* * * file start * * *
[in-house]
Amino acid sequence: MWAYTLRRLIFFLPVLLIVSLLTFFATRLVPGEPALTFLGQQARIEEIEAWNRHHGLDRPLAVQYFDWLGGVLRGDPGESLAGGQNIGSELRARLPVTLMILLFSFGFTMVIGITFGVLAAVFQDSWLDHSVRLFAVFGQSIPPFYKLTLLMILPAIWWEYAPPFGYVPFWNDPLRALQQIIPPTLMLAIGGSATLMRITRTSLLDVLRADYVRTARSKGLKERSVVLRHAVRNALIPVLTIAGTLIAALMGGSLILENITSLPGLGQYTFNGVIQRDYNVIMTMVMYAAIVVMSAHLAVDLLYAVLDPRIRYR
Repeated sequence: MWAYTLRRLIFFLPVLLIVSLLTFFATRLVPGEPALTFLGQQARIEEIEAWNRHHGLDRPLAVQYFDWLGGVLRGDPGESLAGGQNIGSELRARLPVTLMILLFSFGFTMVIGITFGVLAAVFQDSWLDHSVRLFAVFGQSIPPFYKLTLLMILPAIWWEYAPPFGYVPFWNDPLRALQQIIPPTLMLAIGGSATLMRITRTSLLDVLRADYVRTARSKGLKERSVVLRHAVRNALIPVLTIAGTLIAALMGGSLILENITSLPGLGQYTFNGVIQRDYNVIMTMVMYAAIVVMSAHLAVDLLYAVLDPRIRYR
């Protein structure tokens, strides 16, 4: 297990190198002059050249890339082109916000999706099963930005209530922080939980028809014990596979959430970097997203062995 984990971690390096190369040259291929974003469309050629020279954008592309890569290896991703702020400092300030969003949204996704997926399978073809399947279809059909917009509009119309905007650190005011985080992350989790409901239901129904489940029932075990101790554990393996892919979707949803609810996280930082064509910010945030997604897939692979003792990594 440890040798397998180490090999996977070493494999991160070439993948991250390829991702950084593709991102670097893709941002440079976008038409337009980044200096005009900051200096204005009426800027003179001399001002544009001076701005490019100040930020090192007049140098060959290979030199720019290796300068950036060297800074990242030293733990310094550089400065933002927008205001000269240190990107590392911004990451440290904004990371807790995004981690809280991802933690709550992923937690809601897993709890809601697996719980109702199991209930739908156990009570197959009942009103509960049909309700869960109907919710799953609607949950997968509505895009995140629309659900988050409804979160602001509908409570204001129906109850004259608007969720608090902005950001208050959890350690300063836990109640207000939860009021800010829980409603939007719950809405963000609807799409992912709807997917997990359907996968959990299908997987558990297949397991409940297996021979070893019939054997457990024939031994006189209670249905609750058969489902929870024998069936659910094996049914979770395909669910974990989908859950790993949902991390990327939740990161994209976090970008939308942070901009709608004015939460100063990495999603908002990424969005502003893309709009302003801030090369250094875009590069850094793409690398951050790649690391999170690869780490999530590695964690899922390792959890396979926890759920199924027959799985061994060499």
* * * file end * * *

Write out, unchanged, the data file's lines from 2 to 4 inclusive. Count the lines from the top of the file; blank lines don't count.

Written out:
Amino acid sequence: MWAYTLRRLIFFLPVLLIVSLLTFFATRLVPGEPALTFLGQQARIEEIEAWNRHHGLDRPLAVQYFDWLGGVLRGDPGESLAGGQNIGSELRARLPVTLMILLFSFGFTMVIGITFGVLAAVFQDSWLDHSVRLFAVFGQSIPPFYKLTLLMILPAIWWEYAPPFGYVPFWNDPLRALQQIIPPTLMLAIGGSATLMRITRTSLLDVLRADYVRTARSKGLKERSVVLRHAVRNALIPVLTIAGTLIAALMGGSLILENITSLPGLGQYTFNGVIQRDYNVIMTMVMYAAIVVMSAHLAVDLLYAVLDPRIRYR
Repeated sequence: MWAYTLRRLIFFLPVLLIVSLLTFFATRLVPGEPALTFLGQQARIEEIEAWNRHHGLDRPLAVQYFDWLGGVLRGDPGESLAGGQNIGSELRARLPVTLMILLFSFGFTMVIGITFGVLAAVFQDSWLDHSVRLFAVFGQSIPPFYKLTLLMILPAIWWEYAPPFGYVPFWNDPLRALQQIIPPTLMLAIGGSATLMRITRTSLLDVLRADYVRTARSKGLKERSVVLRHAVRNALIPVLTIAGTLIAALMGGSLILENITSLPGLGQYTFNGVIQRDYNVIMTMVMYAAIVVMSAHLAVDLLYAVLDPRIRYR
């Protein structure tokens, strides 16, 4: 297990190198002059050249890339082109916000999706099963930005209530922080939980028809014990596979959430970097997203062995 984990971690390096190369040259291929974003469309050629020279954008592309890569290896991703702020400092300030969003949204996704997926399978073809399947279809059909917009509009119309905007650190005011985080992350989790409901239901129904489940029932075990101790554990393996892919979707949803609810996280930082064509910010945030997604897939692979003792990594 440890040798397998180490090999996977070493494999991160070439993948991250390829991702950084593709991102670097893709941002440079976008038409337009980044200096005009900051200096204005009426800027003179001399001002544009001076701005490019100040930020090192007049140098060959290979030199720019290796300068950036060297800074990242030293733990310094550089400065933002927008205001000269240190990107590392911004990451440290904004990371807790995004981690809280991802933690709550992923937690809601897993709890809601697996719980109702199991209930739908156990009570197959009942009103509960049909309700869960109907919710799953609607949950997968509505895009995140629309659900988050409804979160602001509908409570204001129906109850004259608007969720608090902005950001208050959890350690300063836990109640207000939860009021800010829980409603939007719950809405963000609807799409992912709807997917997990359907996968959990299908997987558990297949397991409940297996021979070893019939054997457990024939031994006189209670249905609750058969489902929870024998069936659910094996049914979770395909669910974990989908859950790993949902991390990327939740990161994209976090970008939308942070901009709608004015939460100063990495999603908002990424969005502003893309709009302003801030090369250094875009590069850094793409690398951050790649690391999170690869780490999530590695964690899922390792959890396979926890759920199924027959799985061994060499």